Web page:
It’s not enough to merely have access to the right data. Proper analysis of that data can often serve as the differentiator for companies. Accordingly, a wide range of products and solutions exist to make the most of the data at a company’s disposal, in the form of data analytics platforms.
In recent years, a number of trends have defined the ways these products are evolving. Those trends focus on, for instance, democratising access to data analysis across an organisation, allowing correct interpretation and data-aided decision making at all levels, and visualising data to make it less inscrutable for the layman. According to a report from Deloitte: “By investing in a modern business intelligence (BI) platform that complements existing business intelligence systems, businesses can expand their range of insight-driven capabilities. With this investment comes a shift in data ownership from IT to business groups, giving more users the power to answer any question, with any data, at any time.”
The benefits of making data more accessible to users throughout an organisation are manifold. According to Jai Gandhi, VP of Consulting, Ciklum, “providing more people with analytics brings [...] indirect benefits such as congruent decision making (as everyone uses a common set of data) and lower risk (as models are used to profile different scenarios).” On the indirect side of the equation, opening up data analytics can also engender trust in the benefits of data and demonstrate concretely how it can help employees.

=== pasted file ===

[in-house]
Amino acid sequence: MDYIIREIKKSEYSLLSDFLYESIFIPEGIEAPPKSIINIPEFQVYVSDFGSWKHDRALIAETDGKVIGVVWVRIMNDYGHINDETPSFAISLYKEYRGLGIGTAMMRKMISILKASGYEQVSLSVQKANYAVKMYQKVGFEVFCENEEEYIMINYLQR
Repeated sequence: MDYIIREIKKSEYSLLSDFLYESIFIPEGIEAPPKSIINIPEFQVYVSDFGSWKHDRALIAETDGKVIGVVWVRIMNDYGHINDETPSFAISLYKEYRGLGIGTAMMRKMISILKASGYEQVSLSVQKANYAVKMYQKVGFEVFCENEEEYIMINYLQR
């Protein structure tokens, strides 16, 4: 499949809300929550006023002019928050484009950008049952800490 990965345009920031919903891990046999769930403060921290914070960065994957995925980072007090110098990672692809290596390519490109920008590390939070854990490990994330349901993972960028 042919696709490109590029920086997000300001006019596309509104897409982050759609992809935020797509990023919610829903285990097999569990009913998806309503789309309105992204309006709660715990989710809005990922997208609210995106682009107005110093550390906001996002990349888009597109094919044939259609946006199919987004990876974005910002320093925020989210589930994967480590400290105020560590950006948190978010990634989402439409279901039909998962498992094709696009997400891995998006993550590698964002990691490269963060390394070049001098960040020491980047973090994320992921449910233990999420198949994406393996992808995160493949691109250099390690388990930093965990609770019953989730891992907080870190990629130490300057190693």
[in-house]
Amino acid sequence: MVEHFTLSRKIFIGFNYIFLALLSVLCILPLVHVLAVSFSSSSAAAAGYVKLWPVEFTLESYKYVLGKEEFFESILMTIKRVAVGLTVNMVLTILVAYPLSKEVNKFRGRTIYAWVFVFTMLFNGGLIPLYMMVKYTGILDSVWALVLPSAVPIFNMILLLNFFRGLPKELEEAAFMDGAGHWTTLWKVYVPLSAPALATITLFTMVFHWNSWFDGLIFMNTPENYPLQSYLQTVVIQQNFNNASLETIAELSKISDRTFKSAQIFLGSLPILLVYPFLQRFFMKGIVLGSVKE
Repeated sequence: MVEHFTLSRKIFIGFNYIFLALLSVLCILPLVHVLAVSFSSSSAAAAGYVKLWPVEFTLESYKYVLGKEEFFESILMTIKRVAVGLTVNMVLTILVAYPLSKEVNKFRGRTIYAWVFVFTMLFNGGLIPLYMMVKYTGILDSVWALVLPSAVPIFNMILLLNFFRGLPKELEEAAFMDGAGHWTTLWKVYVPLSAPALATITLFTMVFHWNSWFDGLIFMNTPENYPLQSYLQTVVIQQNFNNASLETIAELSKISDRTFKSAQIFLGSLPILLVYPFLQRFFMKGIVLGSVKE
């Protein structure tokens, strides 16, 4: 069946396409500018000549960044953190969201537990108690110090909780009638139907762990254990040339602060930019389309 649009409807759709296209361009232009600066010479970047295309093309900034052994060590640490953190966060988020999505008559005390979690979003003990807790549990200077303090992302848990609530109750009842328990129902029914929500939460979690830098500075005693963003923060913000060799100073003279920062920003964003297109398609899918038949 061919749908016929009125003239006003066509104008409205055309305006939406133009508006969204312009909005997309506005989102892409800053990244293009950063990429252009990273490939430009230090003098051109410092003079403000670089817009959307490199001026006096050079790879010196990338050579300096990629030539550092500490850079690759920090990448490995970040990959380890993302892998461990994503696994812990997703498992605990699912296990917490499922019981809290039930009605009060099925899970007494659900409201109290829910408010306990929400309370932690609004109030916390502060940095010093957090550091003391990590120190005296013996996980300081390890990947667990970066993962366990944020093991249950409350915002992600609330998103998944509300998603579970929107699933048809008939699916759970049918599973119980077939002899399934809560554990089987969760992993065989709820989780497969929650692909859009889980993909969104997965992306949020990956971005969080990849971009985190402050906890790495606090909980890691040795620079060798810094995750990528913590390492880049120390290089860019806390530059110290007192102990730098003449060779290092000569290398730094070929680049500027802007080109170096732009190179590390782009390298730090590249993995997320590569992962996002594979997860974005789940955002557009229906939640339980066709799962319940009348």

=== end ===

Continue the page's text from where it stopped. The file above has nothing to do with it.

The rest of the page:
But there are also more concrete rewards for companies that unleash the power of data analysis across an organisation. Commenting, Dan Sommer, Senior Director, Qlik, says: “A global study from Qlik, conducted by IDC, revealed that organisations that strategically invest throughout their data and analytics pipelines - from finding and accessing valuable data, to analysing it and taking action - are seeing significant bottom line impact. Three quarters of firms reported that operational efficiency, revenue, and profit increased by 17%.
“This value is only achieved when its benefits are distributed across the organisation. Innovation often happens at the fringes of organisations. Data has limited potential if only a few, highly technical people can access, understand and utilise a data source.”
One of the premiere ways for achieving that level of democratisation is data visualisation - we, after all, are highly visual creatures. As Helena Schwenk, Market Intelligence Lead at Exasol, explains while warning of potential pitfalls: “Data visualisation essentially turns raw data into a universally, consumable form. It’s a tool through which individuals can better consume and understand large volumes of data. When data is properly visualised, patterns become obvious – helping individuals to draw simple, actionable conclusions. Although it’s worth noting that the insights gleaned are very much dependent on the quality of data underpinning the visualisations and the expertise of the user extracting the information.”